ontario place toronto

Ontario Place could get heritage protection

It may have the province in its name, but Ontario Place is Toronto's backyard—and residents of the city want a say in what happens to it.

Hundreds got the chance last night during a public consultation at City Hall, where councillors, civic staffers, community groups and advocates for Toronto's waterfront spent more than three-and-a-half hours hearing 36 different presentations.

New ideas floated for parts of the recently-revamped public space included the construction of an Indigenous Centre, a transportation museum, saunas, a swimming pier and a houseboat community, among other things.

More important to most, however, are the features they want to see preserved—as well as those they never want Doug Ford and his friends to build.

Tensions have been running high when it comes to the issue of Ontario Place's future since Ford was elected Premier last June, and all of the Liberal government's existing redevelopment plans were put on hold.

The one-time city councillor and brother to late Toronto Mayor Rob Ford had famously advocated for a casino and a "megamall" along Lake Ontario in the past, and announced in September that his government intended to "redo Ontario Place and make it the most spectacular destination anywhere in North America to visit."

In January, his government announced that they were accepting proposals for the sprawling site's redevelopment in an effort to "maximize investment" and show the world that "Ontario is open for business."

Toronto was not pleased with the government's move to transfer all of the venue's assets to the Crown for the province to do as they please. Thousands have since spoken out to say that they don't want a casino, they don't want a ferris wheel, and they don't want a sprawling commercial complex.

Further to that, residents don't want to lose the newly-reopened Ontario Place Cinesphere, their beautiful waterfront public parks and trails, or anything else that's free and fun.

These concerns and many more were brought forward at last night's jam-packed public hearing, prompting Toronto's subcommittee on Ontario Place to move forward with the following recommendations:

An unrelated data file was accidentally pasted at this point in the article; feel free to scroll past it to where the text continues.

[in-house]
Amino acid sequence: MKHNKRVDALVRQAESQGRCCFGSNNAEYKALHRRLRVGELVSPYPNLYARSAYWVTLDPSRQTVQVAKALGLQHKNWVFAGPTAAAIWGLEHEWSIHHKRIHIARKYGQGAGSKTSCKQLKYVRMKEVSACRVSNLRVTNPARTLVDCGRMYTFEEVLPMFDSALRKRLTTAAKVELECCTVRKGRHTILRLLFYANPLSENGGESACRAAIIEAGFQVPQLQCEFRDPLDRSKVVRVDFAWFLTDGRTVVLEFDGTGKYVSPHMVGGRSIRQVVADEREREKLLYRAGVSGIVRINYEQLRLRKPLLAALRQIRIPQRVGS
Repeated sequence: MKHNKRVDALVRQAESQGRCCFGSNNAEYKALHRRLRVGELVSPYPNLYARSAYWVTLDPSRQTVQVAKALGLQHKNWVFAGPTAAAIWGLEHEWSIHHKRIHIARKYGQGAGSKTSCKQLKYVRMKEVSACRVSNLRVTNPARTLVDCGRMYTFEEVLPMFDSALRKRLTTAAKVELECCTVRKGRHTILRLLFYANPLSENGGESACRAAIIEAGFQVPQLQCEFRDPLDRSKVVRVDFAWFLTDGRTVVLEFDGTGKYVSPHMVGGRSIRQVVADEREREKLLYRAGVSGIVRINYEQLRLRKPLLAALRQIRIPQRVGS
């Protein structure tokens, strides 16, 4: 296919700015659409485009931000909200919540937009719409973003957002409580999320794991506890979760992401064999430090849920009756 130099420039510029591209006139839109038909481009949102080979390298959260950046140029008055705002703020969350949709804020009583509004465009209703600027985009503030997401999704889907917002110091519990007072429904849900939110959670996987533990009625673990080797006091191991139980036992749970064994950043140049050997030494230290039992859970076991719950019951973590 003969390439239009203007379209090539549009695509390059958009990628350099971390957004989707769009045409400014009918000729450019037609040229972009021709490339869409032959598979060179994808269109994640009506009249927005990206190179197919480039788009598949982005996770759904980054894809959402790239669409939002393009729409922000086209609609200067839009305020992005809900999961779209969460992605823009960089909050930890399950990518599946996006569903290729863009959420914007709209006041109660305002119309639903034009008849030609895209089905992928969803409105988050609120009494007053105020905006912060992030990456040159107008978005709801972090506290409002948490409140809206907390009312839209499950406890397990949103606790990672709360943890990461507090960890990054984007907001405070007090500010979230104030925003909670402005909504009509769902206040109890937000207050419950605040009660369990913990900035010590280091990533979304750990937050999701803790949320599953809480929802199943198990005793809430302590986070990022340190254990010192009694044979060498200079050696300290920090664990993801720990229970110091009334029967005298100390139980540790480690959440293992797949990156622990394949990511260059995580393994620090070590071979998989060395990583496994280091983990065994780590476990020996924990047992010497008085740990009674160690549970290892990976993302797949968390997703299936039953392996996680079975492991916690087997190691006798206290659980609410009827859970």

• To present a report on Tuesday night's public deputation at the Toronto and East York Community Council's April 24 meeting.
  • To consult with the Mississaugas of the Credit First Nation on the development of principles for the revitalization of Ontario Place
  • To ask that the city's community planning director "consider opportunities for coordinated planning and urban design across Exhibition Place and Ontario Place," and to include public consultations in that process.
  • To analyze and compile a report on the potential inclusion of the land at 955 Lake Shore Blvd. West (read: Ontario Place) in the City of Toronto's Heritage Register.

It remains to be seen if making the city's heritage register will protect Ontario Place from being altered, but it would at least reflect how important the space is to everyone who lives here.

"What Ontario Place should be is a public space for all. It shouldn't be a megamall or a casino," said Councillor Joe Cressy at the meeting. "Its future should not be determined in private by Doug Ford's friends."

Cressy, who represents the ward containing Ontario place, was also elected last night as chair of a new Subcommittee on Ontario Place.

"Ontario Place belongs to all Ontarians. We only get one chance to revitalize it and it's critical that we get it right," said Cressy following last night's meeting. "Its future must be decided in public and with the involvement of the City of Toronto. Tonight our Ontario Place sub-committee endorsed a way forward to get it right."

Lead photo by

Leo Li

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